‘A Prison Magazine’ by Floyd Dell from The Liberator. Vol. 2 No. 9 September, 1919.

Liberator literary editor and legendary left art critic Floyd Dell brings his reviewers’ eye to the ‘Wire City Weekly,’ a magazine produced by Leavenworth’s political prisoners.

‘A Prison Magazine’ by Floyd Dell from The Liberator. Vol. 2 No. 9 September, 1919.

THE latest and most daring enterprise in American radical journalism is-or doubtless we should say was-the Wire City Weekly. It is the product of a group of men whom the United States Government has imprisoned, tortured, and some of whom it has killed, in the effort to break their spirits. It is the last and most flagrant proof of the failure of that effort. It has already been extinguished by the huge hoof of American militarism; but it has existed, and should not be without honor among us.

“The Wire-City Weekly. Published every week at Wire City, Kansas. Circulation-secret. One of the 1,500 Bolshevik papers in America. Barred from the Postoffice as First Class Matter.” So runs the description at the top of the editorial page. It is the organ of the Soviet in the United States Disciplinary Barracks, the military prison at Ft. Leavenworth, Kansas.

This militant journalistic defiance of militarism is typewritten and carbon-copied, one or two columns to the page, on sheets of typewriting paper, with hand-made covers, one of which is reproduced here.

And its contents-well, what do you think its contents would be like? Guess again. It is not a record of the brutalities, the filth, the tyranny of Ft. Leavenworth. It is not a cry of protest. It is a variety of things, but first of all it is a very jolly, good-natured publication. It treats the prison very much as a witty dramatic critic treats a bad play-it laughs at it. It is a paper written by men who are interested in ideas. But it is not solemn. It has the easy, good-humored critical quality of the conversation of radicals the world over. It is the kind of paper Socrates and the other philosophers would have got out if the Athenian government had shut them all up in a dirty jail together; they would have gone on arguing, and making jokes about each other as well as about their jailors.

On the first page of the first issue is this “Lusty Birth-Cry”: So clamant a community as Wire City was bound sooner or later to find a channel for its manifold vibrations. In the natal number of The Weekly, the promoters do formally invite the clamorous of all sorts to proclaim, declaim and acclaim through this organized medium. Wobbly’ poets and Socialist lecturers, religious seers and mystics, children of God and children of the Devil (particularly the numerous latter), anarchists, aliens, pro-Germans, pro-Americans, internationalists, Fenians, Sinn Feiners, Bolsheviki, Republicans, and EVEN Wilson Democrats are welcome to our columns.

‘The leading article in this first issue is by Carl Haessler, and deals with “The Gang Spirit and Morale.” Here is the opening. The man who has never belonged to a gang is hardly human. He has missed the thrill and sweep of gang plans and gang successes and he has never felt the common strength with which a gang rises from defeats that would crush the individual. In short, the man has never known the gang spirit. Aristotle! the most influential of ancient philosophers, stated in practically so many words that Man is by nature a Gangster. The gang spirit runs in humanity’s veins. The article goes on to discuss the ways in which governments manipulate the gang spirit for their own ends, and the limitations of this manipulation, when “morale”-creation meets with “demoralization,” and it ends with suggestions for an expansion of the gang spirit which will really serve the interests of humanity.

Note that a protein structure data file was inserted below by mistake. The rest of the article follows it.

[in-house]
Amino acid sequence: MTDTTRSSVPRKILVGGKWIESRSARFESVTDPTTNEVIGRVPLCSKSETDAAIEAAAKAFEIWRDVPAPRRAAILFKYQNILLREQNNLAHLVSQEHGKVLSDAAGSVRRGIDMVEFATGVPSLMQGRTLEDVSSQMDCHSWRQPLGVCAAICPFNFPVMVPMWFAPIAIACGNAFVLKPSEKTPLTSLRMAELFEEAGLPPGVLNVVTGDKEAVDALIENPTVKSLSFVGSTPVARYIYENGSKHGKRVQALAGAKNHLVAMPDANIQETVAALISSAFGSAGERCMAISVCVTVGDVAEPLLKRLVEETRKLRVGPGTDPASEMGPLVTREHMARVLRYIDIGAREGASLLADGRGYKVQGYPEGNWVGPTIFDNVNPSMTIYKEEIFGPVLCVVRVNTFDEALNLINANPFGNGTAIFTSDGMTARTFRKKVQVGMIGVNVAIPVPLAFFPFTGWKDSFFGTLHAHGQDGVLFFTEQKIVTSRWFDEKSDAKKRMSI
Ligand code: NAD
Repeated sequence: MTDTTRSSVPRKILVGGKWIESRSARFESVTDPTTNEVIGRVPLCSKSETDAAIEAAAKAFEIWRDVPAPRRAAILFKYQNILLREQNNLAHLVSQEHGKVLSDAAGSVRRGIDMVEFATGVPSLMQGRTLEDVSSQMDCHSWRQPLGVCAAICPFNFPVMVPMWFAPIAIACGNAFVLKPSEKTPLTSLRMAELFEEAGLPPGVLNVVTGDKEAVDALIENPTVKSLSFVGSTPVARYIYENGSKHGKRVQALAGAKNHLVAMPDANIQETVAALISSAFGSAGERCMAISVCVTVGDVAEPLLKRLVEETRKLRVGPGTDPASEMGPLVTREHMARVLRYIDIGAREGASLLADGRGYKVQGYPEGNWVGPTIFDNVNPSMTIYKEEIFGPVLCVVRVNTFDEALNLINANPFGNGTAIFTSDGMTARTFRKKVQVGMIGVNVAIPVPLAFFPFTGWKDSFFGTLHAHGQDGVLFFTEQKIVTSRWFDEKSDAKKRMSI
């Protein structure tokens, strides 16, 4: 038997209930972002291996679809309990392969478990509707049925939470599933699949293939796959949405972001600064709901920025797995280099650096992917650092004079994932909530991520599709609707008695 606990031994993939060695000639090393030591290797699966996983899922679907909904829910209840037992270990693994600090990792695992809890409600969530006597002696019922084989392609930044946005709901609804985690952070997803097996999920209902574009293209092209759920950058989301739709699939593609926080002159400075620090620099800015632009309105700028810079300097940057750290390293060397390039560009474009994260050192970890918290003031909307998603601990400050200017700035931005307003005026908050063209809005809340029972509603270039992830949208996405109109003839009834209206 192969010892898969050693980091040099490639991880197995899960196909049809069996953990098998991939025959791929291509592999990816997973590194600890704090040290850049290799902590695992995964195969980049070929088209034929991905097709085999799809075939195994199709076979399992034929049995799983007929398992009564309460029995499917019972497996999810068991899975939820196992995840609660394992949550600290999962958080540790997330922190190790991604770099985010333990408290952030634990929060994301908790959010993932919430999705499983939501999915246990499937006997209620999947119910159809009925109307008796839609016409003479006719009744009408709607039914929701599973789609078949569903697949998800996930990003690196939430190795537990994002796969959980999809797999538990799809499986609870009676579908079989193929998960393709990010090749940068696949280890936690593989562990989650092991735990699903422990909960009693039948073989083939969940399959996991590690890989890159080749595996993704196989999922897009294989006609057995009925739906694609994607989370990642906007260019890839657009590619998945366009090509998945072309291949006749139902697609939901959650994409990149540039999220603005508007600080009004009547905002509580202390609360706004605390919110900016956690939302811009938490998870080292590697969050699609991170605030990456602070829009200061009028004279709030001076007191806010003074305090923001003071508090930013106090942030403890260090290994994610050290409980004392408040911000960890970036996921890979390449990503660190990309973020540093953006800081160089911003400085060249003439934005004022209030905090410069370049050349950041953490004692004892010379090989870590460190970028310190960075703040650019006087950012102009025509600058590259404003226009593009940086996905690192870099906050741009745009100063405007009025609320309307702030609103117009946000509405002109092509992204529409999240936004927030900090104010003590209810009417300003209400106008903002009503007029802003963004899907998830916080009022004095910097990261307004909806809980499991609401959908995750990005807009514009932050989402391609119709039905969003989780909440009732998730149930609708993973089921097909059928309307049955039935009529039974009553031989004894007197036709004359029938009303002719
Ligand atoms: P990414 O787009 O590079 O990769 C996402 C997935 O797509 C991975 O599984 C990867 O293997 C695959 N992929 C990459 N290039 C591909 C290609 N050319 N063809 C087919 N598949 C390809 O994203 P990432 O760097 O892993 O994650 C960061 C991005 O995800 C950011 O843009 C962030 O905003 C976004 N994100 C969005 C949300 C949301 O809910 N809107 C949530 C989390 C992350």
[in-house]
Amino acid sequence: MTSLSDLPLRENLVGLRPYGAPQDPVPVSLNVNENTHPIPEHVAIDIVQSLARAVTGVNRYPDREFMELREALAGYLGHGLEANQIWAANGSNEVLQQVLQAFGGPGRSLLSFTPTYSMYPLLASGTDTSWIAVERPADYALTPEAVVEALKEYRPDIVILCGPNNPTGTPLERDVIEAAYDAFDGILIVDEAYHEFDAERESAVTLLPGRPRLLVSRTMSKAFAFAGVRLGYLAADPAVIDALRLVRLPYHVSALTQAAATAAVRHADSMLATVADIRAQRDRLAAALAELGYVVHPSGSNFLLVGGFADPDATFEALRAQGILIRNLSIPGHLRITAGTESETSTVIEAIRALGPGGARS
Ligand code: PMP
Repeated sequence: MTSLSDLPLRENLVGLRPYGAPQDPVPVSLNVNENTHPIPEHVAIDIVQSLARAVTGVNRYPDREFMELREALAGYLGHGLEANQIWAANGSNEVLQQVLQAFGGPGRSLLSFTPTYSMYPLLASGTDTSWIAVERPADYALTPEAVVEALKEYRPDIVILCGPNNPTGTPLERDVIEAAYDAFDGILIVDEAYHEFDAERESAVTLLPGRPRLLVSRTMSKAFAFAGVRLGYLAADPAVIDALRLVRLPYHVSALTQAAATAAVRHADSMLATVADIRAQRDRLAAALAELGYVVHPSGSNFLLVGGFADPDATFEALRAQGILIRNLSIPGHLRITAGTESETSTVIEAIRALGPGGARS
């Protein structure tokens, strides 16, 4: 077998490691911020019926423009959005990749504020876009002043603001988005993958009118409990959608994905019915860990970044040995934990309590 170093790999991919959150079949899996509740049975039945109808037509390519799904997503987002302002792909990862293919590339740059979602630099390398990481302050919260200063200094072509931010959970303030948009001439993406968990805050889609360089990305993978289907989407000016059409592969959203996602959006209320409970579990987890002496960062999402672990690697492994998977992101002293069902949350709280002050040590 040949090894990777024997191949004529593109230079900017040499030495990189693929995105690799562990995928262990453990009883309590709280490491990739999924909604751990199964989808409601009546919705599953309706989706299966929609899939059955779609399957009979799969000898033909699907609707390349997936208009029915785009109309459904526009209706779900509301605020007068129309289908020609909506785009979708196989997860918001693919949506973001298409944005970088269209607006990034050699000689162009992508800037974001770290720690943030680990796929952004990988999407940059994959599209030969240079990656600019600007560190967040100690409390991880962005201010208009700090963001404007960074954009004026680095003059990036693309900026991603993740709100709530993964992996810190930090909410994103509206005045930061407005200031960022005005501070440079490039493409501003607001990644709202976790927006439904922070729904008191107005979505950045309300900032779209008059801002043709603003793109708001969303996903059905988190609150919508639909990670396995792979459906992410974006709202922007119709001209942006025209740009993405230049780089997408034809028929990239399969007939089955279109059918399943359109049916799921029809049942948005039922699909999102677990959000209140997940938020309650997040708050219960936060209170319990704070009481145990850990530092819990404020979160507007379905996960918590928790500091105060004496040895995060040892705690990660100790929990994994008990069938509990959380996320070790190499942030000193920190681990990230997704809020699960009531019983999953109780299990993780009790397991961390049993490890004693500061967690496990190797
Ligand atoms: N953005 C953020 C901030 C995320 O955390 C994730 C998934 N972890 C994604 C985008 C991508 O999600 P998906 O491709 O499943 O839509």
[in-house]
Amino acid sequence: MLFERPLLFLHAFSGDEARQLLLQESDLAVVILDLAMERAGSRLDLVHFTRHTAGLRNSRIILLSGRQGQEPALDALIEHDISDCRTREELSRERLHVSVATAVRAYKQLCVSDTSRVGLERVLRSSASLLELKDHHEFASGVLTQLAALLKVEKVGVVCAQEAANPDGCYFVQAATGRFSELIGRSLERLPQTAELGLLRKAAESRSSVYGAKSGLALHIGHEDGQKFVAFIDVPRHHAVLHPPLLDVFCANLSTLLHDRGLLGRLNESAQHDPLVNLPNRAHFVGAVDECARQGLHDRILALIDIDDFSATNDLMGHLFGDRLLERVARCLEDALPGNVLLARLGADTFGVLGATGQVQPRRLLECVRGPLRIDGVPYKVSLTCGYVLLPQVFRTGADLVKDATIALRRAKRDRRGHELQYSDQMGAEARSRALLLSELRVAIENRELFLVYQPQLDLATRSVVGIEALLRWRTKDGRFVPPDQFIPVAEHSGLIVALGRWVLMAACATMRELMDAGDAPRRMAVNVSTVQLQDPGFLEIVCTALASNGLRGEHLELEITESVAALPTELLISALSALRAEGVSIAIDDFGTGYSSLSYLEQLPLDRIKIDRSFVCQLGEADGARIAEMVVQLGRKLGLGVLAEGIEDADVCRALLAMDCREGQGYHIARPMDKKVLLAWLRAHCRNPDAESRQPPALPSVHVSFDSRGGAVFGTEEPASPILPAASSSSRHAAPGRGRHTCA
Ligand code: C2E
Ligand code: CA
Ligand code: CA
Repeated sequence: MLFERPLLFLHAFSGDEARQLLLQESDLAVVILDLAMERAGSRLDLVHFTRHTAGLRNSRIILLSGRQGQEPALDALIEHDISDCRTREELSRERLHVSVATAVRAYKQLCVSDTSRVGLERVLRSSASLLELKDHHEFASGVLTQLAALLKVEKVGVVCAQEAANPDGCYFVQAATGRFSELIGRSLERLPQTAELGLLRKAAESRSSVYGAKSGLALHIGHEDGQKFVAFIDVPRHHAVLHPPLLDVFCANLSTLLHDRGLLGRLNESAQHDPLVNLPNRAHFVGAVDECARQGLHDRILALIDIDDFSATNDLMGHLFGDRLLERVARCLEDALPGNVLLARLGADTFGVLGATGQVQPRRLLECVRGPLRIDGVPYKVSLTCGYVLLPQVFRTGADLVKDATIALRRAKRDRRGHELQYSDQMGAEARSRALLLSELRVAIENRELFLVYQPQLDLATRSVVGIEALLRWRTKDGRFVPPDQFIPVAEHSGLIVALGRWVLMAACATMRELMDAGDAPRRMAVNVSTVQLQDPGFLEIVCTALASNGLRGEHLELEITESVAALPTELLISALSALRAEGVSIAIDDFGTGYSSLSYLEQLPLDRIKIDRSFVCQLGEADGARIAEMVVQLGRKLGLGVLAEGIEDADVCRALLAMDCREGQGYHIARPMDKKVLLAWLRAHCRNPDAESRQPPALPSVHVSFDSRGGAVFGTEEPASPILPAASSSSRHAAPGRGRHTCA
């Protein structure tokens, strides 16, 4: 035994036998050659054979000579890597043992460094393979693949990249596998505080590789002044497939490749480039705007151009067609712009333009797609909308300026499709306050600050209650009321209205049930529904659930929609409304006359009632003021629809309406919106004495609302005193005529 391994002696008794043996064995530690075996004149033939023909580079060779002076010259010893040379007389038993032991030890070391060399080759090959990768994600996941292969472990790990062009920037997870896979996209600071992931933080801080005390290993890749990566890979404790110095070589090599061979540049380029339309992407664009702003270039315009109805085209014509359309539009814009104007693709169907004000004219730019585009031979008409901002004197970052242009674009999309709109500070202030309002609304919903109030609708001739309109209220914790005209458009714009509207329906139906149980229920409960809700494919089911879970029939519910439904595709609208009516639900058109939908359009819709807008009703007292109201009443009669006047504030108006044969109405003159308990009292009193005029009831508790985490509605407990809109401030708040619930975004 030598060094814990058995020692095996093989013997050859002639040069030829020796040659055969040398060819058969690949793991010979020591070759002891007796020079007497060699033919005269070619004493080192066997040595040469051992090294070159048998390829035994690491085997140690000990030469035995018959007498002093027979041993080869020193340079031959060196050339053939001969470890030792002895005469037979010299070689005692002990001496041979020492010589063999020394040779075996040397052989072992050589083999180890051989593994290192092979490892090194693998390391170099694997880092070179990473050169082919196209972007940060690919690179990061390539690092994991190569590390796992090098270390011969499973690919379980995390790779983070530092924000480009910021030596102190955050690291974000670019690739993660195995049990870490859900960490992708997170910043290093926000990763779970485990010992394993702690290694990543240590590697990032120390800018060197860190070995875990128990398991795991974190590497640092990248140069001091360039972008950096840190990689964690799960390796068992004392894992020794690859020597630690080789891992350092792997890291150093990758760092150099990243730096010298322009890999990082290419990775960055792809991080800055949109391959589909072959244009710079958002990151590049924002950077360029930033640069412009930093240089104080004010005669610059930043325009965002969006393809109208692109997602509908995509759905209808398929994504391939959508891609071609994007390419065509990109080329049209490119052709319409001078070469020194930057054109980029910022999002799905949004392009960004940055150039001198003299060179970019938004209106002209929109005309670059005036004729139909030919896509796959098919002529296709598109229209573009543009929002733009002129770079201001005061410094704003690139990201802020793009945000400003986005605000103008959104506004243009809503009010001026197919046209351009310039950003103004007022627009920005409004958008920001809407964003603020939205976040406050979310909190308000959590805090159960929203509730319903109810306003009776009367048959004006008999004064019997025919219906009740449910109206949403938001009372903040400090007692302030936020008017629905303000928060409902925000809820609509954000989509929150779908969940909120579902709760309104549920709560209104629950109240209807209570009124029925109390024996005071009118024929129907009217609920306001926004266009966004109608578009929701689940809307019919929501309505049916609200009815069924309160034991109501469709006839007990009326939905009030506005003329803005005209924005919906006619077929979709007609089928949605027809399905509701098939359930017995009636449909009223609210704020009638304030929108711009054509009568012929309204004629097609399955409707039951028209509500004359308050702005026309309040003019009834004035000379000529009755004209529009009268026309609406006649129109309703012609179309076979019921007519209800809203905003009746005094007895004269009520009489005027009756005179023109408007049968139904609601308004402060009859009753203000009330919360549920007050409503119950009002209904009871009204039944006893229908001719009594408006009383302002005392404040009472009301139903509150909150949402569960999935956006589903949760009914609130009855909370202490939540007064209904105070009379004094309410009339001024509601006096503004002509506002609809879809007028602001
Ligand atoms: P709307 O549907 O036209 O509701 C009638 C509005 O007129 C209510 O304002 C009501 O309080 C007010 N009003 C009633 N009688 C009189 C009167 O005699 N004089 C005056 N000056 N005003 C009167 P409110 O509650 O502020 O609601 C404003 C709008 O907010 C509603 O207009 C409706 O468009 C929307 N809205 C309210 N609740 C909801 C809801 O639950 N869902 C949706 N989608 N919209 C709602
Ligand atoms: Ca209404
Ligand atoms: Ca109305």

Carl Haessler, by the way, is the editor; his associates are C. H. Getts, H. D. Cohn, L. B. Marcowitz, J. B. C. Woods, and H. A. Simons. “Subterranean Correspondents,” Earle Humphreys, Jr., and Roderick Seidenberg (of the basements and sub-basements).

The editorial in this first issue is an admirable criticism of Wilson’s message to Congress. Then follows an announcement of the Walt Whitman centenary, to be celebrated by an all-day program on May 30th, the leisure of Memorial Day being dedicated to this purpose. The program includes a “hike” around Wire City, with chants of the songs of the open road by the Whitmaniacs, addresses and readings, and outdoor sports. Next is a short article on prison architecture and management. Poems including “An Adventure in Free Verse,” and jokes, including this one:

“Watch this space. We have nothing to put in it, but watch it anyway.”

One can imagine how this insouciant little magazine was handed around in the cells and read thin! The next issue is twice as large, with a sporting section in which the baseball game between the Religious C. O.’s and the Bolsheviks is described in detail. There is also a chess department. One learns moreover that the most widely read books that week were volumes by Bertrand Russell, Haeckel, Darwin, Eugene Sue, Carl Sandburg, Chekov, Dostoievsky, Galsworthy, Upton Sinclair, Walt Whitman. All the books newly arrived in prison are also announced. There is an article on Biology, dealing with the one specimen of animal life readily available for study under the circumstances, the bedbug; it is pointed out that the plants feed upon the earth, the herbivorous animals upon plants, man upon the herbivorous animals, and the bedbug upon man, it being thus proven that this insect is the ultimate crown and purpose of creation. There is a page of announcements of “intellectual events,” namely, classes in logic, biology, philosophy, English and economics, conducted by various prisoners. There are political articles, and an editorial discussion of “The Conscienceless Objector.” It appears that t]he conscienceless objector resents being known as a C. O., as a conscientious objector, in a common lump with the socially futile anachronisms of the sterile sort. He aims at putting his mark on the community fabric, he plans to be socially productive, he conspires to shatter this sorry scheme of things entire and then remould it nearer to the heart’s desire.